After his grandparents passed, he helped his paternal grandfather, J. Hooker Lewis, with his horses. Upon graduating from Thurmont High School in 1935, he worked with the Civilian Conservation Corps where he was sent to Medimountain in Grantsville, Maryland. He met his future wife, Freda Broadwater, there. Humorously, he recalled her falling off a hay wagon while she was throwing hay. They were married in 1942 and spent 62 years together until her death in April of 2004. Mr. Lewis spoke fondly of her and of her last days and admitted, “She was one of the best. We did everything together.”
He joined the Army in 1940 and served in France where he was unharmed by a bullet that zinged around the rim of his helmet. He was posted about thirty feet up in a tree when the bullet entered the front of his helmet at such an angle that it rode the inside rim around his head and exited out the back, making another hole. He bounced down the tree from limb to limb, but came out okay. As luck would have it, soon after, he was hit on the upper left thigh by shrapnel when a tank exploded nearby.
He had four surgeries to remove the shrapnel, the last of which he opted to stay awake without pain medication, so that he could tell the doctor when he found the shrapnel. The doctor removed it.
Upon return, he and Freda worked her family’s farm for a while, and then he became a funeral director and embalmer for Winterberg Funeral Home in Grantsville. A few years later, when Mr. Winterberg died and his family sold the funeral home, Mr. Lewis and his wife bought her family’s farm and farmed it until 1952. It was that year that Mr. Lewis returned to Thurmont. He and Mrs. Lewis purchased Wisotzkey General Store on the corner square in Thurmont. It had a fountain, a toy room on the second floor, and a gift shop. Soon after, he bought the drug store next door and made it into a sporting goods store. They called the business Lewis’ Toys, Gifts and Confectionary. “It was a very good business,” he said.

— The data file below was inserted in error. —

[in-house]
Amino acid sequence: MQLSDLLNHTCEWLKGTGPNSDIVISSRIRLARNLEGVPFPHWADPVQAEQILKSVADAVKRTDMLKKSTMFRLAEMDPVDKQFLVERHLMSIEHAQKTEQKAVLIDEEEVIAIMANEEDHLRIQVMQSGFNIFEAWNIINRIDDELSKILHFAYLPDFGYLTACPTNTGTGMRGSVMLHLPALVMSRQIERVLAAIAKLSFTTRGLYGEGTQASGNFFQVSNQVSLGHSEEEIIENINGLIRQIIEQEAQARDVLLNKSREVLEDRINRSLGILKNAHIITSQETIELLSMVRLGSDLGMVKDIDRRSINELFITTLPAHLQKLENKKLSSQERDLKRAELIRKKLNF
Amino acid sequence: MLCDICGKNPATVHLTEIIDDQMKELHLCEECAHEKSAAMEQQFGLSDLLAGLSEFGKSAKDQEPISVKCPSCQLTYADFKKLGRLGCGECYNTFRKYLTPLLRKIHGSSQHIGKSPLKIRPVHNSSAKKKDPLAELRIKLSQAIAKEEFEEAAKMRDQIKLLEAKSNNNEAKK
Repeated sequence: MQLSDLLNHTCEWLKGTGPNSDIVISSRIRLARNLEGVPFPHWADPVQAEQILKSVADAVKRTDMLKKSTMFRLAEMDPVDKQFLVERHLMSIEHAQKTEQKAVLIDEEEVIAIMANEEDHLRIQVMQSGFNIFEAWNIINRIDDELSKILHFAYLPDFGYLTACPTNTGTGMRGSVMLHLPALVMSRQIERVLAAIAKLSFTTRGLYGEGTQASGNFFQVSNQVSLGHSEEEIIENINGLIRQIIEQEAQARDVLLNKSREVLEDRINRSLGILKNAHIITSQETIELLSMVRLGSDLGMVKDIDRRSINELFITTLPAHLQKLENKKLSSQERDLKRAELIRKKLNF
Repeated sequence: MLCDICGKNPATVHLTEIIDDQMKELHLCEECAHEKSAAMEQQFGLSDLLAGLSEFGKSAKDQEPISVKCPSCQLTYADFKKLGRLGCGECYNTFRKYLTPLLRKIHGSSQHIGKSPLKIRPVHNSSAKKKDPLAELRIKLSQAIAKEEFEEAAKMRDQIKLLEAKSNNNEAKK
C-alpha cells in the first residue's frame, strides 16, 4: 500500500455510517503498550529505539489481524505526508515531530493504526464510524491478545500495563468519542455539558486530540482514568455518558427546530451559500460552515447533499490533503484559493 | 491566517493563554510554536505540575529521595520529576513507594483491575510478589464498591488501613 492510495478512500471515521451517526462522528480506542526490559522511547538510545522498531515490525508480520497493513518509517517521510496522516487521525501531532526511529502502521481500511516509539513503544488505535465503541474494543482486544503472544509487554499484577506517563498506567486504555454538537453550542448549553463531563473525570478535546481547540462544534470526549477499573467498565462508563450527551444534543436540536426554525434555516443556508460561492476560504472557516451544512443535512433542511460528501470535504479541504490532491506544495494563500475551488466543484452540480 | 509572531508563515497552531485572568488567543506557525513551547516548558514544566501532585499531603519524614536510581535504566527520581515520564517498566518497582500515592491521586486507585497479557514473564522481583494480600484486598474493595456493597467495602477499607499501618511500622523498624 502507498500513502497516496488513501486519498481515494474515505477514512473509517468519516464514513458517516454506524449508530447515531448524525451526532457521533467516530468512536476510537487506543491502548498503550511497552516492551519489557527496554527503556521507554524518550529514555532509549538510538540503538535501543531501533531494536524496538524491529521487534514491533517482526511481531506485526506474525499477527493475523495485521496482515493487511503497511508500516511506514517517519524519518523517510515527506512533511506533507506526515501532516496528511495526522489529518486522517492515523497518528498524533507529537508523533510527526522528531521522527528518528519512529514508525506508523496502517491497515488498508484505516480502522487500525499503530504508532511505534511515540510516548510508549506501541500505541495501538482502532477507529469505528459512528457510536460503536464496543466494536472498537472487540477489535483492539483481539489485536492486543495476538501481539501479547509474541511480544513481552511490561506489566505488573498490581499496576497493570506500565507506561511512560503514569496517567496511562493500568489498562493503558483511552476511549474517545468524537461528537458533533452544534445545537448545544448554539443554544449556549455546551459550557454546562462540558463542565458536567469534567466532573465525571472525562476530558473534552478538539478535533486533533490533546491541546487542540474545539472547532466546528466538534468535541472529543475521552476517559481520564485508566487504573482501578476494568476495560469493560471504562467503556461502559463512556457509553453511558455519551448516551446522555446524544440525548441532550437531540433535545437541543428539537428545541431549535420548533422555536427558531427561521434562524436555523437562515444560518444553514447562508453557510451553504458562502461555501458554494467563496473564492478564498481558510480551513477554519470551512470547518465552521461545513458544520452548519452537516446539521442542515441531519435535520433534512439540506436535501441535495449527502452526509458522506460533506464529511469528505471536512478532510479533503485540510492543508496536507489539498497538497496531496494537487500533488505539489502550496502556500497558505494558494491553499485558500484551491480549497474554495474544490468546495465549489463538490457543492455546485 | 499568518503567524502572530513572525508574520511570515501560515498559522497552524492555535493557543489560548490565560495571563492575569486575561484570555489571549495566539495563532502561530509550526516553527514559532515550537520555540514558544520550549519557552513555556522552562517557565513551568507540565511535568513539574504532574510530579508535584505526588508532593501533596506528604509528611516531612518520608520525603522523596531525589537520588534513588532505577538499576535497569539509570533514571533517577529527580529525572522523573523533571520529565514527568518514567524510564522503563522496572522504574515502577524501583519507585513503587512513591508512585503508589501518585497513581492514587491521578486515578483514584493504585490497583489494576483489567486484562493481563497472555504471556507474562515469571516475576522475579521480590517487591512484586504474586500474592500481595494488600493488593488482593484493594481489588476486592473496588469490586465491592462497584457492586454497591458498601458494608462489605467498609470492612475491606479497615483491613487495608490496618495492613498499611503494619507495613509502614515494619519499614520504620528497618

He was encouraged to run for mayor of Thurmont where he was elected and served three terms from 1964 to 1970. Next, he was encouraged to run for Frederick County Commissioner and was elected and served from 1970 to 1978. In 1986, he and Freda decided to sell the business.
The words printed here don’t pay justice to the man or his experiences. But you, like me, have captured a glimpse of his life, that he has lived well.
James Rada, Jr., contributing editor of The Catoctin Banner newspaper wrote a cover article in honor of Veterans Day in the November 2014 issue. This issue was extremely popular, received many positive comments and is one of my all-time favorites:
Remembering Our Nation’s Veterans
Donald Lewis stood crammed among a group of friends and fellow soldiers, trying not to lose his balance. The landing craft they were on was pushing toward its destination on Omaha Beach at Normandy, France. A strong current threatened to pull them away from their destination.
Lewis was a long way from his hometown of Thurmont, but he, along with millions of other young men, had been drafted to serve in the armed forces during World War II. Though he had entered the army as a private, he had risen to the rank of staff sergeant.